Unknown said...

I have tried A LOT of packaged garam masala. If you HAVE to buy it The Spice Hunter makes the best of the packaged ones. Thanks for the recipe and the cookbook suggestion.

Anonymous said...

Lovely - this sounds heavenly! The photos are stunning as well; I love the bay leaf in the first shot.

2 Stews said...

Kate...How wonderful that you got to spend a summer in India. The experience had to shape you somehow. I'm hoping to get there one day. Soon, maybe.

Deana...Actually the copper pan is a Bourgeat, made in France, but since it was a gift I'm not sure where it came from. I gave it a good spiffing up for the special day. And yes, I love the heady aroma of curry, too. see well traveled, I see jet lagged. Thank you, I'm glad to share. It is a privilege.

Comiendo dentro y Fuera de Casa...the bread of nuts sounds interesting, I think I love it already.

Sonia...No, I haven't tried Chutney Mary, but will certainly add it to my *go to* list. Thanks!!

Marlis...Thanks for the insight on Indian bay leaves. While in the Indian section of the grocery store in London, I saw a big bag of bay leaves for about $1. Since I alredy had bay leaves, I didn't get them. I'll go back :-) I used to look at Madhur Jaffries books, but never bought one. I'll take a second look at "Mangoes and Curry Leaves." I like the name, and I know she is well regarded. Thank you.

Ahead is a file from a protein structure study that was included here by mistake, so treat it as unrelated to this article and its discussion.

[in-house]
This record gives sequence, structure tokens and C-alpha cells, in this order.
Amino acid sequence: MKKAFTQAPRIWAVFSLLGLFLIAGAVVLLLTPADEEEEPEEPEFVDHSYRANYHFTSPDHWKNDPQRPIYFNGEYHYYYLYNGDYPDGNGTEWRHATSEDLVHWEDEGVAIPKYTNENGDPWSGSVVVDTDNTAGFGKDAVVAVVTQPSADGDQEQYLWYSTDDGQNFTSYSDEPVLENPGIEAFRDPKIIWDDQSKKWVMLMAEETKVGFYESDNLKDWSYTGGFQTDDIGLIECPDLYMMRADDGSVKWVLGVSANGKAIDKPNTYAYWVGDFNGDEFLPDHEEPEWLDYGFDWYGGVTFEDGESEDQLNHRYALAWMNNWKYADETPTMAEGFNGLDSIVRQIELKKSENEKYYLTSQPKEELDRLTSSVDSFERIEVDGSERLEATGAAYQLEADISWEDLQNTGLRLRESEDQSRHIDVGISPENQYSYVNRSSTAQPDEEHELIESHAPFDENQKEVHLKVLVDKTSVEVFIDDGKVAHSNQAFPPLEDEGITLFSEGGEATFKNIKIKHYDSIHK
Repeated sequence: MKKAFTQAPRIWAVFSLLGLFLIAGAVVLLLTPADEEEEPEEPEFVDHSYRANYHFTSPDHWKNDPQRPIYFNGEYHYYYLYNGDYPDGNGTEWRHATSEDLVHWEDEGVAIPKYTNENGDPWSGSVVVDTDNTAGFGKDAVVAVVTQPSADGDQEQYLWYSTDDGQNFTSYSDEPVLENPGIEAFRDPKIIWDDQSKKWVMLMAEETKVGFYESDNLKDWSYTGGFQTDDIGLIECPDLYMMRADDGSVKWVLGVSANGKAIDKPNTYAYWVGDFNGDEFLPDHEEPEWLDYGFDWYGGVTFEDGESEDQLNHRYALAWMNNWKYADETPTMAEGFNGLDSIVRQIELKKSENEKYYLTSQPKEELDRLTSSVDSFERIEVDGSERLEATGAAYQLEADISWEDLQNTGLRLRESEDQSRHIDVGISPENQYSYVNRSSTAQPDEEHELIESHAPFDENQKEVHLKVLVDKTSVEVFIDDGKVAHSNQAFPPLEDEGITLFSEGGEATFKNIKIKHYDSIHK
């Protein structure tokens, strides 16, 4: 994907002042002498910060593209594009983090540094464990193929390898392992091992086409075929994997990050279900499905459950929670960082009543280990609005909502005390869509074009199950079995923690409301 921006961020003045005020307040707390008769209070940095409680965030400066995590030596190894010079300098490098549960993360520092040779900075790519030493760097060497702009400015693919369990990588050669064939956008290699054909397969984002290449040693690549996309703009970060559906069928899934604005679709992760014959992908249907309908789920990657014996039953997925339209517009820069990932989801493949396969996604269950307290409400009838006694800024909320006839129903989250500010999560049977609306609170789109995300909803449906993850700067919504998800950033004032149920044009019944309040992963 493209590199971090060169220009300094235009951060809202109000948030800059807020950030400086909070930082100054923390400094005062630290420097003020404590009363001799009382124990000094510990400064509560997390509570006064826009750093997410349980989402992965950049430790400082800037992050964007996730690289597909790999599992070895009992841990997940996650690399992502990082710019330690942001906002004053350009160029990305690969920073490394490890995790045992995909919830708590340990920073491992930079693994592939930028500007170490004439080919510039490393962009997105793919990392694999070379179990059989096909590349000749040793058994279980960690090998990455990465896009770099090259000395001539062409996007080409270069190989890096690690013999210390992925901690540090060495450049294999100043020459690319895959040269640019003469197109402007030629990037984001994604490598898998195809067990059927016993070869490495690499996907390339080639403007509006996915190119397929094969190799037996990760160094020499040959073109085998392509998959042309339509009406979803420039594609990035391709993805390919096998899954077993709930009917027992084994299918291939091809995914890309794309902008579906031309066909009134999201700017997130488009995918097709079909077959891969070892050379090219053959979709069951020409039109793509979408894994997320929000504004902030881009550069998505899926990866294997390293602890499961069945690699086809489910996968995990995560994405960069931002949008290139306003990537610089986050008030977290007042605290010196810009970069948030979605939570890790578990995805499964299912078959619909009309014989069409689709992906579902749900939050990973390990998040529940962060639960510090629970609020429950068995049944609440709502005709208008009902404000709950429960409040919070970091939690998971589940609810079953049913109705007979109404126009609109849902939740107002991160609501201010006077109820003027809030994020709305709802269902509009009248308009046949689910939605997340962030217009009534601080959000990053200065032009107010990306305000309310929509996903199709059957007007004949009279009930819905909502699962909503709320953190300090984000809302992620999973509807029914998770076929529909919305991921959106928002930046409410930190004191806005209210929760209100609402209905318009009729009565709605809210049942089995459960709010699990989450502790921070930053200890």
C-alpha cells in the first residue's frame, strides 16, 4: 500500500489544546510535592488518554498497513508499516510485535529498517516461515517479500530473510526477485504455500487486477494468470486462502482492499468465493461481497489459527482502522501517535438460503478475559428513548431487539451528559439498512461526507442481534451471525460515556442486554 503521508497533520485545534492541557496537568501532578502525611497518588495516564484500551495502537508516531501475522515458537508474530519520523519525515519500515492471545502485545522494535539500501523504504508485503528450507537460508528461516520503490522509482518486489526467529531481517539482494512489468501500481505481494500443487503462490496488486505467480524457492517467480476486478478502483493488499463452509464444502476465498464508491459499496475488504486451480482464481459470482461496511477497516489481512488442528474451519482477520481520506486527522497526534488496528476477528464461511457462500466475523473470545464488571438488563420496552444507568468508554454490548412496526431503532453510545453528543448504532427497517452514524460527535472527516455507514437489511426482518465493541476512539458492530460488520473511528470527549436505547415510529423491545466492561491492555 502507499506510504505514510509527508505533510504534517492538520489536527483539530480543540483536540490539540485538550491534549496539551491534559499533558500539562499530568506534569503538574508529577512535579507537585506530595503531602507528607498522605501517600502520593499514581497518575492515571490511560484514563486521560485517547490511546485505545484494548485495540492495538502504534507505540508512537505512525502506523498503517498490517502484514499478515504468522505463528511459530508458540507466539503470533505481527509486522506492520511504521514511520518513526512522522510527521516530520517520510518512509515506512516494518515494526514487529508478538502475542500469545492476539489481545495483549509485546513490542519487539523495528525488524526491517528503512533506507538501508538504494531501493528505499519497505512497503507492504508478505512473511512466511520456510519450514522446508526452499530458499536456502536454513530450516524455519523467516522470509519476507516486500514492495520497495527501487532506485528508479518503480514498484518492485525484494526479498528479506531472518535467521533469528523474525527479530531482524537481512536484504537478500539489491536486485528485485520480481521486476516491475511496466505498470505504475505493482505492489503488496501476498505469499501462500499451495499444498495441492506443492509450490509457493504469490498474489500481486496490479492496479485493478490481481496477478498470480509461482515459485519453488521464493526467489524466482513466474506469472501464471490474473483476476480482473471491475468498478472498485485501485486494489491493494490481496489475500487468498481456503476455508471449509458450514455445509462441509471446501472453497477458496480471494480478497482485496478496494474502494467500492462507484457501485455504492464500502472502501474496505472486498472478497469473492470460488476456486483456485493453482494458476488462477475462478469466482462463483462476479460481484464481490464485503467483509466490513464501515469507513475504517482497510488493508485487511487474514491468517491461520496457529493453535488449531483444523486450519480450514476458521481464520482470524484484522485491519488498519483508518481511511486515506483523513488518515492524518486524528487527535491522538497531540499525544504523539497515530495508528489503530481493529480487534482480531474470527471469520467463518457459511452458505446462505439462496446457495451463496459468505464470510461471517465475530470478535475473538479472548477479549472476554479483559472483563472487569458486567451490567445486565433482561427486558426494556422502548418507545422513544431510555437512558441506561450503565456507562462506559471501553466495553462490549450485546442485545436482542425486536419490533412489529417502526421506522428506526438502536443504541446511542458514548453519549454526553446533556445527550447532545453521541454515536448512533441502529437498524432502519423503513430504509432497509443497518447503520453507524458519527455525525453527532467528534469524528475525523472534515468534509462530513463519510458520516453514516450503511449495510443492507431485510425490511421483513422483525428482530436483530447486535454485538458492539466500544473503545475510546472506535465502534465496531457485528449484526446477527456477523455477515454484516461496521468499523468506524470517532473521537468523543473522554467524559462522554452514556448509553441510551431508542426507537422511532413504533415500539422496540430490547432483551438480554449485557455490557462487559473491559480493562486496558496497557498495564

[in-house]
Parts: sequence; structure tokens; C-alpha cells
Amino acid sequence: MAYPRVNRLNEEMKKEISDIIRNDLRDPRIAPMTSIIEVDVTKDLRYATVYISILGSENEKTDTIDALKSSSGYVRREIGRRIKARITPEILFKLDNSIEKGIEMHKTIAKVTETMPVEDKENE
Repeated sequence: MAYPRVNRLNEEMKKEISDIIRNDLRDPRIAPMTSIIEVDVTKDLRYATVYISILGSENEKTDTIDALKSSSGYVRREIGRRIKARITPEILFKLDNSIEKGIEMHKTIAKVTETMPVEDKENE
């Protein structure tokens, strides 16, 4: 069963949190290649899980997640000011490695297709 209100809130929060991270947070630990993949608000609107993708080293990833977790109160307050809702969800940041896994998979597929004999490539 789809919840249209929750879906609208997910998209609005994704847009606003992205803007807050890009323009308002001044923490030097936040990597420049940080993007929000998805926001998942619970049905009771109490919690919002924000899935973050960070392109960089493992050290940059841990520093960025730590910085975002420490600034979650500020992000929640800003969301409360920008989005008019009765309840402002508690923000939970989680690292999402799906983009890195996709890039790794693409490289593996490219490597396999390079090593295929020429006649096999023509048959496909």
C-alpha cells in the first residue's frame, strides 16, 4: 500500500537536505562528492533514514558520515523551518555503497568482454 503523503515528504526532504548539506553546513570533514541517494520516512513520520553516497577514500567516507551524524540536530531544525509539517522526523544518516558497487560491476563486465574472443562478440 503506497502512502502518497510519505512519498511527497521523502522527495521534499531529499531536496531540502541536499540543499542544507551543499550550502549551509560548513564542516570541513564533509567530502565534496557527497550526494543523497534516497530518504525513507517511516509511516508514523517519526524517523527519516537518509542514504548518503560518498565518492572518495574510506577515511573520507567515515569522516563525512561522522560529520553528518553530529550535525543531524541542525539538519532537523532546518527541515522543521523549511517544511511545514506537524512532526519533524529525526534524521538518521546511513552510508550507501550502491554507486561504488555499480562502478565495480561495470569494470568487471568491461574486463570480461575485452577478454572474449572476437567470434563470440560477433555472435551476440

Lisa...Thanks for the resource. I bought some in London, but am sure the variations in quality are vast. I'll take a look that their site.

Whisk-Kid...Thanks, we think alike. I had to pull that bay leaf up and put it in sight!

Thanks all, for the wonderful and informative comments. Also, thanks for visiting and have a great week!


Joanne said...

I am FOREVER looking for new curries to incorporate into my life and this sounds wonderful! It's true...once you make your own curry, that powdered stuff will pale in comparison!

Bonnie said...

lovely blog... I just bought a ebelskiver pan, and was looking for recipes and came upon your blog. I was overwhelmed by how beautiful all your food looks... you should start a restaurant if you haven't already!

Marlis said...

eeep, should have pointed out tha Mangoes and curry Leaves is not a Jaffries book. Sorry. Anyone who loves cookbook and Indian food will love that book, it's a traveloge/cookbook.

Meg Luby said...

ha, props to you for making chicken curry! i am trying to be brave and give it a try but, takeout is so much easier...
or so i keep trying to convince myself ;)
thanks for posting!

Cassie said...

Indian food is most definitely my favorite right now. It's just so warm and comforting for the winter time! Thanks for sharing this recipe!

test it comm said...

That curry looks really tasty!